OKC mayor, MAPS program manager slapped on convention center site

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Steve Lackmeyer of The Oklahoman reports that an Oklahoma City citizens' committee (featuring heavy hitters like Larry Nichols of Devon Energy and immediate past Mayor Kirk Humphreys) has recommended a site other than Mayor Mick Cornett's preferred site for the new convention center, funded by the MAPS 3 sales tax. It appears that the original cost analysis, favoring Cornett's preferred site just south of the Arena Formerly Known as Ford, was badly skewed by using "cost premium" factors and by ignoring the $30 million cost of relocating an electric substation.

  • The MAPS 3 Program Manager was caught out on several claims that the City Council had instructed him to reallocate money from the $280 million convention center budget to pay for substation relocation and to prioritize completion of the core-to-shore park; no such votes were ever taken.
  • I wonder whether there is any connection between the Momentum attempt to stack the council and this dispute over the convention center and core-to-shore development. (Core-to-shore involves redevelopment of the area between the current I-40 alignment on the southern edge of downtown and the North Canadian River.)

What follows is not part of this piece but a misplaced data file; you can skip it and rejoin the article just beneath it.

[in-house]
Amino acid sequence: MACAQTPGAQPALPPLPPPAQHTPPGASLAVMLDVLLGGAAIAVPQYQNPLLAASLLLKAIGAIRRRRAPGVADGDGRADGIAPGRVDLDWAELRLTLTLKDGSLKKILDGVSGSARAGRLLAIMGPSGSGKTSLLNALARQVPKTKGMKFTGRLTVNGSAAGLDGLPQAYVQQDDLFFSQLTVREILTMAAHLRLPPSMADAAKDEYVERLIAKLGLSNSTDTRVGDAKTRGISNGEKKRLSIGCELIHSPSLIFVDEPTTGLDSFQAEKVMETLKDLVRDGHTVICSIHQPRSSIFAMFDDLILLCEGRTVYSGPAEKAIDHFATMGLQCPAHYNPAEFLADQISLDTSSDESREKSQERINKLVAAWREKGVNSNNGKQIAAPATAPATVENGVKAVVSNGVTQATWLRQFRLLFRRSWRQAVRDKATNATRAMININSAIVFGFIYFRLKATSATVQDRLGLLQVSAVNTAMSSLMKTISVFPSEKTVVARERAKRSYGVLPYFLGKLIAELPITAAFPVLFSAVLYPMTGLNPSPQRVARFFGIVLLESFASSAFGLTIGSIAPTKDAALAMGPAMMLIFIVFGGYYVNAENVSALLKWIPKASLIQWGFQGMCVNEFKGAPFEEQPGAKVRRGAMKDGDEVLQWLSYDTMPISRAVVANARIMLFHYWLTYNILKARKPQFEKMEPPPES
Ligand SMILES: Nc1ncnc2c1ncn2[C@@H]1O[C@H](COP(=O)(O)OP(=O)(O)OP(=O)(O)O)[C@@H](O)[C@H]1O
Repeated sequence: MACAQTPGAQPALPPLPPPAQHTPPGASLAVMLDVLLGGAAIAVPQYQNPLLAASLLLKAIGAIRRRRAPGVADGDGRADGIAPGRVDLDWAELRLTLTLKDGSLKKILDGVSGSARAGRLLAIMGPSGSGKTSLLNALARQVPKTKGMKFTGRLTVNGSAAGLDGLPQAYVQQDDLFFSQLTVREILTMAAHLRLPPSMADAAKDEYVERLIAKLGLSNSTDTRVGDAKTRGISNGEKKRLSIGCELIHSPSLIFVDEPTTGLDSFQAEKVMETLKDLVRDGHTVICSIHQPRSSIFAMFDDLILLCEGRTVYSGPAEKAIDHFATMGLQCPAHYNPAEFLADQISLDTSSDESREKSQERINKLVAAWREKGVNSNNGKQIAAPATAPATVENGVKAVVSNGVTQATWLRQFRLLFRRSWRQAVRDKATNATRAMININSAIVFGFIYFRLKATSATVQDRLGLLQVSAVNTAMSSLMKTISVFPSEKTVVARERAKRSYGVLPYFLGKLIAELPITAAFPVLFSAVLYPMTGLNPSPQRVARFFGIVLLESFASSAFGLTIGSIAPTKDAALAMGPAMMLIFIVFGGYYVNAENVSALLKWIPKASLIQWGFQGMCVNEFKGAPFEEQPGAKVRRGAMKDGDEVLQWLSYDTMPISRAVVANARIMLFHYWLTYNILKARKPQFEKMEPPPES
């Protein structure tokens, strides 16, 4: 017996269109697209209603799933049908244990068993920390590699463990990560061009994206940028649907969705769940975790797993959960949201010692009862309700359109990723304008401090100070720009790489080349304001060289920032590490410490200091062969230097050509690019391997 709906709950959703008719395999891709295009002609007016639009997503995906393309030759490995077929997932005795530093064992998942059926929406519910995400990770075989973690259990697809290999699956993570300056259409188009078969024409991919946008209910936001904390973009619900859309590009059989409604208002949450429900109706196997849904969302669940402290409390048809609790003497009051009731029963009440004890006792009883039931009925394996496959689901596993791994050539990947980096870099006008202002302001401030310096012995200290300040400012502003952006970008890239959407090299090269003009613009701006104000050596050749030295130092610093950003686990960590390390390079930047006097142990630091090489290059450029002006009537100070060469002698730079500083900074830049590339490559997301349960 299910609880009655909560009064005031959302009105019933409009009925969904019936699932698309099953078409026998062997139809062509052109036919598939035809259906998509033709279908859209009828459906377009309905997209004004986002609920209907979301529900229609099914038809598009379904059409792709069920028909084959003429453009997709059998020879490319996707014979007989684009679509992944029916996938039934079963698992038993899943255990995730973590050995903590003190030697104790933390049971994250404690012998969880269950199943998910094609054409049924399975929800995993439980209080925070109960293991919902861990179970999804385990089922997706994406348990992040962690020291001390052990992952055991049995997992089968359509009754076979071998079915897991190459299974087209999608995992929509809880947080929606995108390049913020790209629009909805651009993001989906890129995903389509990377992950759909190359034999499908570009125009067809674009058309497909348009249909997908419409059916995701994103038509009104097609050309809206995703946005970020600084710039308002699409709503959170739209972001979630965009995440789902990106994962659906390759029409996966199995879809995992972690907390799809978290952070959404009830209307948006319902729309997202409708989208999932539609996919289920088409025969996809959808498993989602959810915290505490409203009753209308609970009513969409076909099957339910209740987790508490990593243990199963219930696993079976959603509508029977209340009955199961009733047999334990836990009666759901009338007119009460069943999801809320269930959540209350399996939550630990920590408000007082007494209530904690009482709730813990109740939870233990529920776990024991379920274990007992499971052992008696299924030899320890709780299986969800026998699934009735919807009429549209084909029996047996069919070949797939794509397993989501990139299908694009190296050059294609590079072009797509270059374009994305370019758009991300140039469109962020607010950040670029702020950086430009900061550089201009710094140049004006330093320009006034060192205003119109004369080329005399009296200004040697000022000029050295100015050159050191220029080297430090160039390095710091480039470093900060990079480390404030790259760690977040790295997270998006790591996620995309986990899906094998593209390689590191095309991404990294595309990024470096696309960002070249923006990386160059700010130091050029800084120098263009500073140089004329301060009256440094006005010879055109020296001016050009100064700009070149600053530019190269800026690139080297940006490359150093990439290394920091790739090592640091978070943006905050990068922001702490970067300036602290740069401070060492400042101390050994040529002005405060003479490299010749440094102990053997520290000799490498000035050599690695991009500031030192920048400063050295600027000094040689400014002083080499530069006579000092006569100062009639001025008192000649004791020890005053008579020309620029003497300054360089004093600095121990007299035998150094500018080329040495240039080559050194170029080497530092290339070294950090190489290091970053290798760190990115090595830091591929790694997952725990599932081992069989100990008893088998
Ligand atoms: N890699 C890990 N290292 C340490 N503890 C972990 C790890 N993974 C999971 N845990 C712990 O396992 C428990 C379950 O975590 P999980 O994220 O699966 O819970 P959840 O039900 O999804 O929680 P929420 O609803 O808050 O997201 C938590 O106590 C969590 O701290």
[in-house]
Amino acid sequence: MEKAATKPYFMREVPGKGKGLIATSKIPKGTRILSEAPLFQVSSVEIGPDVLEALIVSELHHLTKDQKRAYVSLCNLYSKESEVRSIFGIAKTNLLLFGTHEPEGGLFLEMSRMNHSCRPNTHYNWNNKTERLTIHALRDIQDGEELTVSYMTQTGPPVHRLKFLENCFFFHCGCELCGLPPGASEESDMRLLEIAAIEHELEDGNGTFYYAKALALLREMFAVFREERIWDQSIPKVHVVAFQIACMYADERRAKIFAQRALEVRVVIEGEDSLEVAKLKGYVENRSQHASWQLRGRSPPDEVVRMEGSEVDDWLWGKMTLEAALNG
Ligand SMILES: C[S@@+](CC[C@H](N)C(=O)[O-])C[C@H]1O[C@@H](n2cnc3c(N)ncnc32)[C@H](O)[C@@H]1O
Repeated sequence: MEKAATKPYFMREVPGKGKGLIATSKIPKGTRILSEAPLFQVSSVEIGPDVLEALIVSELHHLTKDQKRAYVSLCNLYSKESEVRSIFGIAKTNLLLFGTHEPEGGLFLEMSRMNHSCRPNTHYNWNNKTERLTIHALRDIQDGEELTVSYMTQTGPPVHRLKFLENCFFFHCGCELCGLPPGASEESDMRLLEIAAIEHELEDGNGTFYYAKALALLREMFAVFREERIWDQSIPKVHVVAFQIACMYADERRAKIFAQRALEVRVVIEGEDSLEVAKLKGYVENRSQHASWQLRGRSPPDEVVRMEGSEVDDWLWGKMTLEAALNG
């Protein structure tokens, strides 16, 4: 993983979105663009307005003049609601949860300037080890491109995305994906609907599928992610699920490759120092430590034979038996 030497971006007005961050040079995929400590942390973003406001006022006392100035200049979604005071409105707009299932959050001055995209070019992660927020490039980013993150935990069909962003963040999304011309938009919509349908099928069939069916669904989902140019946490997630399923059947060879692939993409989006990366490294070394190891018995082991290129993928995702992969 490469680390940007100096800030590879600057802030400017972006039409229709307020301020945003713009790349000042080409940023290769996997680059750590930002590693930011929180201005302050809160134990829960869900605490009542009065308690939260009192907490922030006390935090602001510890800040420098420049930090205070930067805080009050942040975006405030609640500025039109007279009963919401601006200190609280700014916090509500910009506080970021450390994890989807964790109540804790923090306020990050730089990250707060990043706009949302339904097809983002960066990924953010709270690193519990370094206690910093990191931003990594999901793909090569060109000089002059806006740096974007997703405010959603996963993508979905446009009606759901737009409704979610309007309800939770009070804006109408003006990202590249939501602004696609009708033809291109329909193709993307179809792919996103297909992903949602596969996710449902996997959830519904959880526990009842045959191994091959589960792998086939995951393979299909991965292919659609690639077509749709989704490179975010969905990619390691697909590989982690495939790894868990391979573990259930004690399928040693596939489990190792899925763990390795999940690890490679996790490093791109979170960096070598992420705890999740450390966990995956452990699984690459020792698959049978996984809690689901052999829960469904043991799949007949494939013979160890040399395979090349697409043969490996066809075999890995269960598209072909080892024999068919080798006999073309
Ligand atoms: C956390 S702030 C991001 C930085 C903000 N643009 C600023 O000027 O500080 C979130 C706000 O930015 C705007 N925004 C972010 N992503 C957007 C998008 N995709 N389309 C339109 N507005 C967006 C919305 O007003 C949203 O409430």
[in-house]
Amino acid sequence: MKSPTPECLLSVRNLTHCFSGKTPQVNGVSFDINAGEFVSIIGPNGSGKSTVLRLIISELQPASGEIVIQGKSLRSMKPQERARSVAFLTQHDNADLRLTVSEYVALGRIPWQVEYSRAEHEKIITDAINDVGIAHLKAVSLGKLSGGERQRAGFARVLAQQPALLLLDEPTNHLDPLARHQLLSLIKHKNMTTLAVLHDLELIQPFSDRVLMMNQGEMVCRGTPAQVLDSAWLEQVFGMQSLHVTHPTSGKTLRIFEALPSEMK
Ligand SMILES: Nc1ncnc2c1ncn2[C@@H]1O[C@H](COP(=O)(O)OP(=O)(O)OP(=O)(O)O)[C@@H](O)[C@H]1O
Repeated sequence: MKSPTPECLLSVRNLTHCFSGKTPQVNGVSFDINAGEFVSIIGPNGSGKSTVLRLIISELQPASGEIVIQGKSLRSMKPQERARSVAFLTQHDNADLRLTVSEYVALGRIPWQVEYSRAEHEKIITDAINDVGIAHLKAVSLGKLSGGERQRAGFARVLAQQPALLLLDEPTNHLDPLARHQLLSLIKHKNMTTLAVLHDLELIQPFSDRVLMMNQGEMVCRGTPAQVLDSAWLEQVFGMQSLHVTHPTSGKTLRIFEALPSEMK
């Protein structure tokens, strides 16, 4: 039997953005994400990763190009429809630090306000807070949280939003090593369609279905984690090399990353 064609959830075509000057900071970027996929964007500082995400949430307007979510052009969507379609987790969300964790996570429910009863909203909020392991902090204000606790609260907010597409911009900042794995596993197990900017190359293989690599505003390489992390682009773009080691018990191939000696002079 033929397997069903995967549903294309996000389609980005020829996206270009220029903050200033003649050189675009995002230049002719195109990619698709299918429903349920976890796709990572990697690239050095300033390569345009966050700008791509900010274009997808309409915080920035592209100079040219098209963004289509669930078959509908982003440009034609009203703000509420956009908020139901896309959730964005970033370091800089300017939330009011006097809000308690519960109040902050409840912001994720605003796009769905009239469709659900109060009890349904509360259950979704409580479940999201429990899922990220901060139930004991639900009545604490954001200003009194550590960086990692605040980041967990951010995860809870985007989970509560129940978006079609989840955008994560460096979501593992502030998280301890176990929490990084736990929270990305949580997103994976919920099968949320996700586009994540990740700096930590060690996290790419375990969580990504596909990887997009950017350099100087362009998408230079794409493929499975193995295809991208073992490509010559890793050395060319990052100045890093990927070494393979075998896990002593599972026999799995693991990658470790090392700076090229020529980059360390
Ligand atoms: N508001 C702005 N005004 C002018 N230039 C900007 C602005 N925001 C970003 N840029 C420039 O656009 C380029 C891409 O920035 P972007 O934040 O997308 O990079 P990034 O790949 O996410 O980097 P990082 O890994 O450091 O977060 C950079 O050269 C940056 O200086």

• When Tulsans suggested alternatives to the BOK Center location after the Vision 2025 vote, Mayor Bill LaFortune said it was set in stone. In Oklahoma City, not only has there been a public debate about the best location for the new convention center, the big shots are not afraid to disagree publicly with one another.
  • Not only are locations not set in stone, but Kirk Humphreys is urging that the need for the proposed regional park for the Core-to-Shore area be revisited, in light of changing conditions downtown since the plan was drawn up five years ago.

MORE: Nick Roberts doesn't like the decision:

Too weary to go into all of the reasons why this is a horrible site, for OKC that is, I mean it's great for the conventions... well actually, first we're going to have a big vacant lot between the two parks for ten years until we break ground on the CC. Unless they get to move the site up, in which case, we won't get as much mileage of streetcar track because of this decision. Or something else would be impacted.

There might be some interesting solutions that can alleviate the negative convention center impact we're about to add downtown. I'm more interested in pursuing that public debate than attempting to oppose yet another high-profile decision that was already made mostly behind closed doors.

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This page contains a single entry by Michael Bates published on May 11, 2011 12:20 AM.

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